England storm home at Cardiff
A rampant England achieved the incredible by pulling off an innings-and-14-run win over Sri Lanka in the first npower Test.
The tourists were blown away for 82 in 24.4 astonishing overs on the final evening at Cardiff thanks to an electric bowling display spearheaded by Chris Tremlett.
He claimed two wickets in his first two overs en route to figures of 4-40, Graeme Swann ran through a visibly panicky middle order to finish with 4-16 and Stuart Broad bounced the tail out to bring another Cardiff Test to a wonderfully thrilling conclusion.
A win that appeared improbable - nay, nigh on impossible - when England declared their first innings on 596 for five 10 minutes into a rain-delayed final day was thus completed at 5.35pm with more than 26 overs to spare.
It says much for the potency of the England attack - and the manner in which they approached an innings that many expected to be little more than a glorified net session for their bowlers - that the absence of James Anderson had long since been forgotten by the time Suranga Lakmal fended Broad to Alastair Cook at third slip.
The efforts of Tremlett, Swann and Broad - and Jonathan Trott, Alastair Cook and Ian Bell before them - ensured the loss of 124 overs during the course of five rain-ravaged days was ultimately immaterial.
They also rendered as inconsequential the argument that England should have declared overnight, rather than adding five runs in two overs and allowing Ian Bell to go to a 159-ball century.
As meekly as Sri Lanka folded today - itself something of a surprise given the resilience shown in the first innings - this victory said much for England’s supreme confidence.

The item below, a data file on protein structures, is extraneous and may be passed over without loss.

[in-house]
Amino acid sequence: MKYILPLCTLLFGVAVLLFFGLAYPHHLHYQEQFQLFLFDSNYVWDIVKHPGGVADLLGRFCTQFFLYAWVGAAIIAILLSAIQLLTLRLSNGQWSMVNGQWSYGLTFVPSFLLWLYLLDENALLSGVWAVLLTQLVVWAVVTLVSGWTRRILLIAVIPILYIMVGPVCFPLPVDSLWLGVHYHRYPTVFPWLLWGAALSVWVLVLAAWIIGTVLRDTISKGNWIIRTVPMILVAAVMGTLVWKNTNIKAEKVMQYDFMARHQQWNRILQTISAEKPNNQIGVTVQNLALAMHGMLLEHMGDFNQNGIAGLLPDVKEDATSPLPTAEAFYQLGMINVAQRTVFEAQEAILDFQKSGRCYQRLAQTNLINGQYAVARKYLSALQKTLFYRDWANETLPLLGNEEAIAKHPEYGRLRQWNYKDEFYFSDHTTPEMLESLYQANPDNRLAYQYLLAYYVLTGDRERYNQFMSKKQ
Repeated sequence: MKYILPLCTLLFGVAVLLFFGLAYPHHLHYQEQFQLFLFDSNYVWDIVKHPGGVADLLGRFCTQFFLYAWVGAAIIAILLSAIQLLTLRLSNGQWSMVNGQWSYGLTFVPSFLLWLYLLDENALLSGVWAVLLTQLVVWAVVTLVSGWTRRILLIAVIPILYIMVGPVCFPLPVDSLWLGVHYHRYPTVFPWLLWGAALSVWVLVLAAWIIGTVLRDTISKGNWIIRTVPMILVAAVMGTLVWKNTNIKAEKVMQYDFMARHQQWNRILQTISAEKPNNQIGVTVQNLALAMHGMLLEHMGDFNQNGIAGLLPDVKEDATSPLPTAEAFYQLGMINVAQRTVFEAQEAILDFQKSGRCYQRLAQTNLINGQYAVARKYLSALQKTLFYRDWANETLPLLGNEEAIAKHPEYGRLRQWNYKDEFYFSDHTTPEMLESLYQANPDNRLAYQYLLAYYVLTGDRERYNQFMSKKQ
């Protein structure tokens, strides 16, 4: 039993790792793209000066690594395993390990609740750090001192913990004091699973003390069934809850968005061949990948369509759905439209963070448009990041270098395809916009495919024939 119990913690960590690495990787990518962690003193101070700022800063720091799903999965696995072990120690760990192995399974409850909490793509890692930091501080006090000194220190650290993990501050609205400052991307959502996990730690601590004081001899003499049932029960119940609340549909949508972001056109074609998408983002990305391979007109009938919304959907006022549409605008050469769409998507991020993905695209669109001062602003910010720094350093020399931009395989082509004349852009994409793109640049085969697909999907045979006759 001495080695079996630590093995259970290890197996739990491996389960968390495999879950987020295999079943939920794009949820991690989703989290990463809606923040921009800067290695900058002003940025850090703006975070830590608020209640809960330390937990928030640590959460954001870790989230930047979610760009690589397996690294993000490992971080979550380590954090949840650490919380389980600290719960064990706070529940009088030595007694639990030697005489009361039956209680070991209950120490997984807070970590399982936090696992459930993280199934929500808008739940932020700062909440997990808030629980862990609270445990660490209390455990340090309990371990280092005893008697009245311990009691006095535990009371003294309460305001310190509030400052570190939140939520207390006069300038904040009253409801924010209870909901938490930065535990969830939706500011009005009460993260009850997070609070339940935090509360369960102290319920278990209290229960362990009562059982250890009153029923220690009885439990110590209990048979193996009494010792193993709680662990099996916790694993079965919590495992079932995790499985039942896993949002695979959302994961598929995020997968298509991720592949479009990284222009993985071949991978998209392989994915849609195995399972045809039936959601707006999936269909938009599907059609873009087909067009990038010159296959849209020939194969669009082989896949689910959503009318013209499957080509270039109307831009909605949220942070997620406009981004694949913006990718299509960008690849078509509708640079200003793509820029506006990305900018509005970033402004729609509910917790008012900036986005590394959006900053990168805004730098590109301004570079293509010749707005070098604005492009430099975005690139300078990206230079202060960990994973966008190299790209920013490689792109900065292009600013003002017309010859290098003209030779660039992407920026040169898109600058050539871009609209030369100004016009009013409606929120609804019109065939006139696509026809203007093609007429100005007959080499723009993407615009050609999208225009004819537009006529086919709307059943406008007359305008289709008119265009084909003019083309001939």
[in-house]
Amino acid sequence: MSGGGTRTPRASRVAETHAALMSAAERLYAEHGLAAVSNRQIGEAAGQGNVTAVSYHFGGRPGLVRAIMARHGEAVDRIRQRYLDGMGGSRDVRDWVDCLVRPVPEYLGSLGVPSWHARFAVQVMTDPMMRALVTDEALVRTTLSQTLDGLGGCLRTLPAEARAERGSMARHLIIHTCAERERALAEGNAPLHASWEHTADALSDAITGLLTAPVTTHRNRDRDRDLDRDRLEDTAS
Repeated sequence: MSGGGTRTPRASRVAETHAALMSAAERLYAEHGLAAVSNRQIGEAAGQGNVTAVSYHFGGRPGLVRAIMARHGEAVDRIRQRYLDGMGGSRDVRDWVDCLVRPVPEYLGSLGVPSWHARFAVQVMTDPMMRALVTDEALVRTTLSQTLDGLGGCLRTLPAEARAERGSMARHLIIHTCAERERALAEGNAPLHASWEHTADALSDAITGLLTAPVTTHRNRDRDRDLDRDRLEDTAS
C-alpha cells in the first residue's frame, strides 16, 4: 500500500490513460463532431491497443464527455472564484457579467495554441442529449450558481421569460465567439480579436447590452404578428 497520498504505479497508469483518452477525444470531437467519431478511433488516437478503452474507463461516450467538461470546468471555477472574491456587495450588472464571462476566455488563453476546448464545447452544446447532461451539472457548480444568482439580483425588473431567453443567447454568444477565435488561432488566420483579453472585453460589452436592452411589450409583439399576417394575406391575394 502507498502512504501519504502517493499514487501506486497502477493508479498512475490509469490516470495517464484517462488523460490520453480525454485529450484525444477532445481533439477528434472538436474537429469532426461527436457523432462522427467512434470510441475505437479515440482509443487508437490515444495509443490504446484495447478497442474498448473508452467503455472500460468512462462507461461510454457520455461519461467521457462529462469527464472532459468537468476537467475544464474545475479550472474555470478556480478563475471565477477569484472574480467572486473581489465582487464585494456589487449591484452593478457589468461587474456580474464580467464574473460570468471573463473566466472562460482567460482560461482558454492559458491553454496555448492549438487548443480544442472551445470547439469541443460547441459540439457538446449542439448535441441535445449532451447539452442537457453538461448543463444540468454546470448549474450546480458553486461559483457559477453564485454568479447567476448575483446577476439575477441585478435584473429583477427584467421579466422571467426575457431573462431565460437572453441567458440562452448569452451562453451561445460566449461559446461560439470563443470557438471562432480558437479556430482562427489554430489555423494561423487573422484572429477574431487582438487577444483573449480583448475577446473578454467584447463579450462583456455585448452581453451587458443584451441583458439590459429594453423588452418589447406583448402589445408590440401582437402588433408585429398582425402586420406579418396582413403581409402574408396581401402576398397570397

What is more, a fourth innings win in five Tests stretching back to their triumphant winter Ashes campaign will surely convince a few more observers that an unbeaten summer is not beyond them.
Sri Lanka’s decline was swift, to say the least, and interim coach Stuart Law faces the unenviable prospect of lifting a side bowled out for the joint fourth lowest total in their Test history.
Tremlett set the collapse in motion by removing Tharanga Paranavitana, who batted for four and a half hours in the first innings, with the last ball of the second over. Drawn forward by Tremlett, the left-hander edged low to Andrew Strauss’ left at first slip.
Tillakaratne Dilshan managed one booming cover drive before he was undone by Tremlett’s extra bounce, offering a simple return catch via glove and thigh pad as he defended off the back foot. A referral failed to save the Sri Lanka skipper.
Although Mahela Jayawardene and Kumar Sangakkara, the two stalwarts of the Sri Lanka side, saw the tourists to tea without further mishap, they fell in quick succession after the interval to spark a remarkable slide during which six wickets tumbled for 19 runs durng a frantic half-hour spell.
Tremlett located Jayawardene’s outside edge to provide Strauss with the most comfortable of slip catches, while Swann heightened the pressure by striking three times in eight balls
Appreciable turn, a hint of low bounce and an injudicious choice of shot conspired against Thilan Samaraweera, who played on to leg stump as he attempted to cut; Sangakkara, propping forward, edged to slip; and Farveez Maharoof’s decision to review a caught-behind decision was founded on hope rather than expectation.
Tremlett was withdrawn from the attack despite having Prasanna Jayawardene, pulling, caught off the glove down the leg side - but only after review.
Swann’s quicker ball beat Rangana Herath’s sweep; Thisara Perera was superbly taken by Ian Bell at short-leg after clubbing a defiant 20 (it was the highest score in an innings that featured four ducks); and Broad’s hostility was always likely to be too much for Lakmal.
It was one of the few predictable moments on a day when logic went out of the window.